Answer: Two conditions must be met to claim the agricultural exemption. The buyer must first be engaged in farming or ranching; and the machinery and equipment must be used only in farming and ranching. For the purpose of a sales tax exemption farm machinery and equipment is generally defined as all machinery and equipment which is ordinary and necessary for the growing or raising of agricultural products. In order for an item to be exempt it must be used exclusively in farming, ranching, or agricultural production. If it is can be used for another purpose an exemption generally cannot be claimed. Many types of equipment are used in farming or ranching operation but not all qualify for the exemption. Exempt machinery generally includes things such are tractors, combines and other self propelled farm implements, but also includes machinery such as irrigation equipment, milking machines, etc. Examples of machinery or equipment which do not qualify for agricultural exemption would be pickup trucks, ATVs, lawnmowers, bulldozers, fencing materials, hand tools such as shovels, etc.


Issue #4 – You inquired that when dyed fuel is delivered in bulk you do not collect sales tax but the use tax is due from the end user. Does the same apply to oil?
Answer: Generally motor fuel purchased in bulk where its taxable or nontaxable use cannot be determined until it is actually consumed should be purchased without retailers’ sales tax. Persons buying motor fuel in bulk solely for taxable non-highway use should pay sales tax to their supplying dealer. Oil does not meet the same qualifications for taxable or nontaxable non-highway fuel and should be taxed even if sold in bulk unless the purchaser provides a properly completed Kansas Agricultural Exemption certificate.


Issue #5 – You asked for clarification on your responsibilities to Kansas as a retailer.

Are you ever required to question a customer about his use?
Answer: An exemption certificate relieves a seller from collecting sales tax from a purchaser as long as the certificate is accepted in good faith with no intent to fraudulently avoid collecting the tax. There are two general requirements for a seller to follow during this process. A seller should verify the identity of the person or entity presenting the exemption certificate. The seller should also maintain the completed exemption certificate as part of your sales tax records for at least three years. However, if your customer or the purchase does not fit the definition or the exempt examples listed on the certificate, the sale is most likely not exempt.

When, if ever, are you required to submit a copy of an exemption certificate?
Answer: Copies of exemption certificates should not be submitted to the Kansas Department of Revenue. The completed exemption certificate document should be kept in your files for at least three years to verify the sales made without sales tax. If you make recurring sales to the same customer you do not need to obtain an exemption certificate for each transaction. A copy of the exemption certificate in your files will be sufficient documentation for ongoing sales to the same entity. However you would need to obtain a new exemption certificate if there are no transactions with the entity for a period of 12 months.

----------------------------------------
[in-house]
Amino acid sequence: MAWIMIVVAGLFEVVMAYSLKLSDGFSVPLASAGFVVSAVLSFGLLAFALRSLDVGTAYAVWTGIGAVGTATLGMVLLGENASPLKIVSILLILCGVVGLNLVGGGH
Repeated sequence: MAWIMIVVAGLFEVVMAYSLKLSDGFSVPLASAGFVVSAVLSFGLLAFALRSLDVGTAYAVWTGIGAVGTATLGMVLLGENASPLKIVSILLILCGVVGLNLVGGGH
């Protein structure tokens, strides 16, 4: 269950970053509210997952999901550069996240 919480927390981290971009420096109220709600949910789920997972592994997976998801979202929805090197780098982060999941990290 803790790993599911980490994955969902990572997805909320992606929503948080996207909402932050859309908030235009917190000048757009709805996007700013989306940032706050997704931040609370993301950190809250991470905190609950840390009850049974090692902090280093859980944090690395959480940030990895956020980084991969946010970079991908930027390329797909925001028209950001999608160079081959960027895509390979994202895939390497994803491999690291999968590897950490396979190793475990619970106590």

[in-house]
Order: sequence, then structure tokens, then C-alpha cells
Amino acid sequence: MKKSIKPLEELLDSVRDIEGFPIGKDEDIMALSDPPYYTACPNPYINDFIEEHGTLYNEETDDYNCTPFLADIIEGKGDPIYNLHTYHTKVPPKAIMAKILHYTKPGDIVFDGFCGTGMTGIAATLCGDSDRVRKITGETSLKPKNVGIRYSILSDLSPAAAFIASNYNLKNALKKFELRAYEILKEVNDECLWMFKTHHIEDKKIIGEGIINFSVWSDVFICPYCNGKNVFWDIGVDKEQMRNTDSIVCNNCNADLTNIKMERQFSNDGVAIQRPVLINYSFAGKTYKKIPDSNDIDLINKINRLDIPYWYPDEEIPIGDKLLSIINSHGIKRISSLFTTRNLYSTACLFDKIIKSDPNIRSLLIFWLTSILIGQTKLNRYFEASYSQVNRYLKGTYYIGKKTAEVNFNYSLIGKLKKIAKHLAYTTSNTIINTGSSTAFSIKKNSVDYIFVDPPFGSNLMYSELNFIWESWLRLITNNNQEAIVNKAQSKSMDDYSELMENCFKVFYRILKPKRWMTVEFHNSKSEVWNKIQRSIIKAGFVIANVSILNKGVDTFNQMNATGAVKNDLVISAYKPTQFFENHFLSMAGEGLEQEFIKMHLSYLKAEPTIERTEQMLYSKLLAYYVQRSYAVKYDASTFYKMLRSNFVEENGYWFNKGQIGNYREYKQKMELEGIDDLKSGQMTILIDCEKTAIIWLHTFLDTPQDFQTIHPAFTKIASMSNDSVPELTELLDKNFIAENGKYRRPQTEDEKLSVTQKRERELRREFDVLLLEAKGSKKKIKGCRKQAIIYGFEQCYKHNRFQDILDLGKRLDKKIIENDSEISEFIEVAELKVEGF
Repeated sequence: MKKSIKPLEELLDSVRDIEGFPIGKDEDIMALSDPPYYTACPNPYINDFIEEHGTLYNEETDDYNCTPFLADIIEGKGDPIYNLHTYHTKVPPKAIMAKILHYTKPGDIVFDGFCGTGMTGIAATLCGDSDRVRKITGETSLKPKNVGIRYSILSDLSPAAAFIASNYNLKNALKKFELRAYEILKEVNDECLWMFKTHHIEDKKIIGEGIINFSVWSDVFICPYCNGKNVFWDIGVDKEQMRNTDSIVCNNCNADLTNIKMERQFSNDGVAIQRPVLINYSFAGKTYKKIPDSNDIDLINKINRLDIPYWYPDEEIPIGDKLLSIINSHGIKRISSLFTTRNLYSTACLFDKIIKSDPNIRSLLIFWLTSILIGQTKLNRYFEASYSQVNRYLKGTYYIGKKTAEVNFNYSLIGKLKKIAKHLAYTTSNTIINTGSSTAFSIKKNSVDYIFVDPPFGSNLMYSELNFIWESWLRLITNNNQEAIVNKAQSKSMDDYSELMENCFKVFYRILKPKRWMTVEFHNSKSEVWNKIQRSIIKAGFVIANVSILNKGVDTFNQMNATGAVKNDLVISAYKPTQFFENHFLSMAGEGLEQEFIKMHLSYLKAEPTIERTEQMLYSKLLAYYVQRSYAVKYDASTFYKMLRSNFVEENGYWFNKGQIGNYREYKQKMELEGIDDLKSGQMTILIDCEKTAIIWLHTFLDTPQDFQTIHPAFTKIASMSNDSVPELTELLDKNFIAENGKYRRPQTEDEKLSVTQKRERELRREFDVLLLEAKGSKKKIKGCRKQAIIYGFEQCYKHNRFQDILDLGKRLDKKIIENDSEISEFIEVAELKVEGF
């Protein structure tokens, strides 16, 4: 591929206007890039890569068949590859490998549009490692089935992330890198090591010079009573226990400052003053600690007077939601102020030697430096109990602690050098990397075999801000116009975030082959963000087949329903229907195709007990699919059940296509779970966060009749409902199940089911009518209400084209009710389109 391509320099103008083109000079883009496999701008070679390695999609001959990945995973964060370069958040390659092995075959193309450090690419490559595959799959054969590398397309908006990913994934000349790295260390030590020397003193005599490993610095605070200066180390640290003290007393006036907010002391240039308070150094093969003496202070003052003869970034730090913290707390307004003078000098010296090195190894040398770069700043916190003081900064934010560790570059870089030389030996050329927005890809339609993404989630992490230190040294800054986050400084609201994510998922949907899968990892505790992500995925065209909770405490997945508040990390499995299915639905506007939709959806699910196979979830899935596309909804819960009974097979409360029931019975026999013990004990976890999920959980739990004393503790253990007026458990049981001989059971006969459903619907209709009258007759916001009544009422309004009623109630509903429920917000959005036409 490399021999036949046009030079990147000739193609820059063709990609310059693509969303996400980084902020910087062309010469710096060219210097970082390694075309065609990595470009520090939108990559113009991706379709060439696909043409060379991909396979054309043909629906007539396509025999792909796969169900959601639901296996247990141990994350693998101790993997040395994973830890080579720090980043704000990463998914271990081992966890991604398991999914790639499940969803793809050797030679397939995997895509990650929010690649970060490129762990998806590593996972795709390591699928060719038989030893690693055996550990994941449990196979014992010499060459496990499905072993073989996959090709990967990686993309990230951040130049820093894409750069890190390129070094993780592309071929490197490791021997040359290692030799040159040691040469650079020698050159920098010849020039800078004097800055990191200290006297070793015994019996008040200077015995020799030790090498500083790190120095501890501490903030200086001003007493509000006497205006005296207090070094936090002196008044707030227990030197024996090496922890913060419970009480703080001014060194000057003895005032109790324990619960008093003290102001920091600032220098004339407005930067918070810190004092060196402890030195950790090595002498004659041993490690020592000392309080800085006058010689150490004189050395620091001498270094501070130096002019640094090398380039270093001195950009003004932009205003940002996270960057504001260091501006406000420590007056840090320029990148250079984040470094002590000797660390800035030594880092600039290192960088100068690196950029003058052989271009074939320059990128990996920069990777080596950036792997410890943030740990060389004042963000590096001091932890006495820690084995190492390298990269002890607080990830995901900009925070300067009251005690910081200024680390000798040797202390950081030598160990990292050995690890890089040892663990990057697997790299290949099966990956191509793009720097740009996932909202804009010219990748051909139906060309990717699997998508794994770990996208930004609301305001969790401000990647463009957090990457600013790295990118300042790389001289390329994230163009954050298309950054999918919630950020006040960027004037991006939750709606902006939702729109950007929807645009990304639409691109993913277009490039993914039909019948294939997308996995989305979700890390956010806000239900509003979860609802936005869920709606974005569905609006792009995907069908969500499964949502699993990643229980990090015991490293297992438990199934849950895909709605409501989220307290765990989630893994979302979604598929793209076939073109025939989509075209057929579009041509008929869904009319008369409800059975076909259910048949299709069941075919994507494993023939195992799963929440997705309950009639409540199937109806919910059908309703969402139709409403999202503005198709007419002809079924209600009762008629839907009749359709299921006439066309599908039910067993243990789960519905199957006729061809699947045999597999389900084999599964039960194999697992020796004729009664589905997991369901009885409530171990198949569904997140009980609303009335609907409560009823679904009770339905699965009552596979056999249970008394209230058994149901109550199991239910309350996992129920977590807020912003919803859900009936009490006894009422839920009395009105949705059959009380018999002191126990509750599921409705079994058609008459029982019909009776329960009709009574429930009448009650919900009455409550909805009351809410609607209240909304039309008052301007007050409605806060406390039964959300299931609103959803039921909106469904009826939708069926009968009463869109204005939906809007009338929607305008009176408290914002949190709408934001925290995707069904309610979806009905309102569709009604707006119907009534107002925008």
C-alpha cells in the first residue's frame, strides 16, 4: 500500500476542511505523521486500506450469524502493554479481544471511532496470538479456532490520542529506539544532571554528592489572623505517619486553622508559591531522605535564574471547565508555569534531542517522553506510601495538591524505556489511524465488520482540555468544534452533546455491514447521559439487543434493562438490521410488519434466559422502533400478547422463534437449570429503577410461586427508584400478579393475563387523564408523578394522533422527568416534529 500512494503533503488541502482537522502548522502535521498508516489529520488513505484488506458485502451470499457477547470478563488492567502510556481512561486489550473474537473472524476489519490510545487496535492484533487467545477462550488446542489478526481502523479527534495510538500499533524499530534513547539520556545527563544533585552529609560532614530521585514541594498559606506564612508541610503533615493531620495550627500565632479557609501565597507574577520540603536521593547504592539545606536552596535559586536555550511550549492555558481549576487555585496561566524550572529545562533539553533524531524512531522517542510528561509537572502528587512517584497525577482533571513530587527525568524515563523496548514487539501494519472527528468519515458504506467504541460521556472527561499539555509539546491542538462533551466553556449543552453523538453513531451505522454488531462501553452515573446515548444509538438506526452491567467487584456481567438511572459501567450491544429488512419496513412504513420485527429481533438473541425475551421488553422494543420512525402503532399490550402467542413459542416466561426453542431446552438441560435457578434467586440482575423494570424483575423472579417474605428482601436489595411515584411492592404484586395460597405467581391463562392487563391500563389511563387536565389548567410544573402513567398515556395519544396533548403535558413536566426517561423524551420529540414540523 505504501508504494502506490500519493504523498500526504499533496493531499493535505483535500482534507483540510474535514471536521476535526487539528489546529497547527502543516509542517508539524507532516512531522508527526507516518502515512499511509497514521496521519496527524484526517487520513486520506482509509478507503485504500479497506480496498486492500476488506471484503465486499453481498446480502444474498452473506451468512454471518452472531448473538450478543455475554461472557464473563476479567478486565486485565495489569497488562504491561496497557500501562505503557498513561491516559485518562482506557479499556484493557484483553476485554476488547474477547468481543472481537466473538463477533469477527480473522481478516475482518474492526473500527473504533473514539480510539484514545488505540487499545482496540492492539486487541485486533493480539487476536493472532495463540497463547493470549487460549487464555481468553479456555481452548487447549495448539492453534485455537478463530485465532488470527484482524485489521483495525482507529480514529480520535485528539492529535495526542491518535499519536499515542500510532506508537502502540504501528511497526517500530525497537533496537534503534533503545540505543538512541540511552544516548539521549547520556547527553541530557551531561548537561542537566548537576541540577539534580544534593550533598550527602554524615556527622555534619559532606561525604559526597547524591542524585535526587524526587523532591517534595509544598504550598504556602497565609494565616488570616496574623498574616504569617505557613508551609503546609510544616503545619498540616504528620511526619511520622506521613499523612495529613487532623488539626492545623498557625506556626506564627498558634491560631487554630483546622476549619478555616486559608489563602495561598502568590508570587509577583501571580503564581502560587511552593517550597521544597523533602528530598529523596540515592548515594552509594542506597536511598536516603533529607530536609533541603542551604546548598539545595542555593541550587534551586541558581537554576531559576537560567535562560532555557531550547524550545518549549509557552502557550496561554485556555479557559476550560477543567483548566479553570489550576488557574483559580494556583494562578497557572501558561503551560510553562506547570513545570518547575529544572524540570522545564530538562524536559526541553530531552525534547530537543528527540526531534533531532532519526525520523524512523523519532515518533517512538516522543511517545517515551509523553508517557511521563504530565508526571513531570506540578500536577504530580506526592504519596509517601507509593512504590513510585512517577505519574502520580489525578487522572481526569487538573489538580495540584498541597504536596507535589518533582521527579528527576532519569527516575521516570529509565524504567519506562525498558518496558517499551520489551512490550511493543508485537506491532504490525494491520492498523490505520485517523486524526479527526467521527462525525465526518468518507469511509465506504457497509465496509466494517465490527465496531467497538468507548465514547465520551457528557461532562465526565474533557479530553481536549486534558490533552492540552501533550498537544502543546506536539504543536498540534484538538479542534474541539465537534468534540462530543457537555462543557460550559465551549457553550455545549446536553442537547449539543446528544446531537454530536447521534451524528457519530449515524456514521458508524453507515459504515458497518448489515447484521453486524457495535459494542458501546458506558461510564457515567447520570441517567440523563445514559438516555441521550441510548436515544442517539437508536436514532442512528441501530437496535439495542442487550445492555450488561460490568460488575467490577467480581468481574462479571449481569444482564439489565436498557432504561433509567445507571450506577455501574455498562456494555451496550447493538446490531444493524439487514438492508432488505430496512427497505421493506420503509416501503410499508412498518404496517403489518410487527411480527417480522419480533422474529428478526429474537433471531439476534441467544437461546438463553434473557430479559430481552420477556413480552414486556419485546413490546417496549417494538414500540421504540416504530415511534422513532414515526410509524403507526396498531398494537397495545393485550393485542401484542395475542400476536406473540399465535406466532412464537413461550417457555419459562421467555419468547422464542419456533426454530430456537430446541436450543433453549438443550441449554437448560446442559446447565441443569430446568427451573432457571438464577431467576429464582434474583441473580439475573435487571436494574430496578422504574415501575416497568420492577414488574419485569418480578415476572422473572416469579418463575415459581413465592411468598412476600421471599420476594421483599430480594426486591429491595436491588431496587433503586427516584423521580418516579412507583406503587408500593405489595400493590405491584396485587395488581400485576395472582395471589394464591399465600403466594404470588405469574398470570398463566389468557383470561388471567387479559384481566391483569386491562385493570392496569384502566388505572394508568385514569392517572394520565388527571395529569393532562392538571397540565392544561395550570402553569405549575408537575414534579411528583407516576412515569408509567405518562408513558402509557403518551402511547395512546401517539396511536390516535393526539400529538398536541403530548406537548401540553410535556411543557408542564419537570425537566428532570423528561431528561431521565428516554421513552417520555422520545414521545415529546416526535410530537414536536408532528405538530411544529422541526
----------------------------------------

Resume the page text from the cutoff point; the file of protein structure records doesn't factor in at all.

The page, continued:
When, if ever should you not honor an exemption certificate?
Answer: An exemption certificate relieves a seller from collecting sales tax from a purchaser as long as the properly completed and signed certificate is accepted in good faith with no intent to fraudulently avoid collecting the tax.

Kansas Administrative Regulation 92-19-25b states:
“(a) All retail sales shall be presumed to be taxable. The burden of proving that a sale is exempt from tax shall be on the vendor, unless the vendor takes an exemption certificate from the purchaser in good faith.
(b) A vendor shall be deemed to have accepted an exemption certificate in good faith when the vendor maintains the completed certificate as part of its records, has ascertained the identity of the person or entity who presents the certificate, and has not been shown by the department by a preponderance of evidence to have had knowledge that the presentation of the certificate was improper.”



This private letter ruling is based solely on the facts provided in your request. If it is determined that undisclosed facts were material or necessary to make an accurate determination by the department, this ruling is null and void. This private letter ruling will be revoked in the future by operation of law without further department action if there is a change in the statutes, administrative regulations, or case law, or a published revenue ruling, that materially affects this private letter ruling.

Sincerely,


Jack Smith
Policy and Research


Date Composed: 02/21/2011 Date Modified: 02/21/2011